Over recent years, we have seen numerous examples of negative outcomes from AI systems created by corporations: “Tay”, the racist chatbot from Microsoft that they shut down less than 24 hours after inception; Amazon’s hiring algorithm that was based on their own hiring data which was quickly shut down because it was biased; Google’s external Ethics Board which was forced to shutter only one week after launching in Spring 2019; and Facebook being fined $5 billion for the misuse of user data connected to privacy laws in July 2019. Regardless of the intent of corporations to be socially responsible, they exist to benefit shareholders and their primary goal is to achieve profits. The causes of these negative outcomes have to do with the technologies themselves, the data that was used, the interests that drove system design, and many more contributing factors.
What does it mean to create Responsible AI, and how can we hold companies accountable? Existing laws are proving insufficient, The United States does not currently have regulations on data security and the responsible use of AI, Congress is under-educated about the matter, universities train students to ask these questions but no one has definitive answers, and consumers are forced to comply with Privacy Policies and Terms of Service Agreements that err on the side of protecting corporations and not people. In order to mitigate further risk, the world has quickly called for guidelines, frameworks and best practices to be drafted, adopted and implemented.
New Yorkers have a unique history of creating successful systems of accountability. The largest industry in New York is the Financial Services industry, of which the four biggest audit/accounting/assurance firms are still headquartered here in our city. In the early 1970’s, the accounting industry came together to form the Financial Accounting Standards Board (FASB). Meanwhile in London, the industry there formed the precursor organization to today’s International Financial Reporting Standards (IFRS). Once FASB and IFRS established uniform procedures, processes and frameworks, the lawmakers knew they had a system that could be relied upon to deliver oversight, governance and trust. Both in the United States and abroad, these standards were adopted into law less than 24 months after their creation by the Securities and Exchange Commission (SEC) and similar foreign government agencies. Today, accounting is embedded deeply into our capital markets procedures, which has made the responsibleness and trustworthiness of the numbers a foregone conclusion to nearly all who rely upon them.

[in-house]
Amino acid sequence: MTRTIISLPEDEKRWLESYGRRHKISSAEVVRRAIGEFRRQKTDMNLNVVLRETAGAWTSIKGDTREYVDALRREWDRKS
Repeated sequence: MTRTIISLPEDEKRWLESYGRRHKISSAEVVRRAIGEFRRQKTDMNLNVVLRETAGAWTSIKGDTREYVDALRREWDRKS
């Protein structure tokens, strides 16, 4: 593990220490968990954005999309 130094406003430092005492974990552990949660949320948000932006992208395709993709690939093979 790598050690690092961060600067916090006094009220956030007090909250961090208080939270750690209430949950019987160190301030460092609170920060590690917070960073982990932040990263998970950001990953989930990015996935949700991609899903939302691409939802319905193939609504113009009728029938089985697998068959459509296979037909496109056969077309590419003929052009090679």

If independent auditors create a uniform (yet constantly evolving) framework for auditing AI systems, what are some potential outcomes? We’d escape the problem of technology companies not being able to regulate themselves. AI innovators would begin to consider the audit rules around bias, privacy, ethics, trust and cybersecurity, while designing AI systems in the future, and this would lead to more responsibly designed systems. Over time, it would lead to governance and oversight. People would have a way to decide whether an AI system is trustworthy. Please read here to learn more about the Independent Audit of AI Systems framework.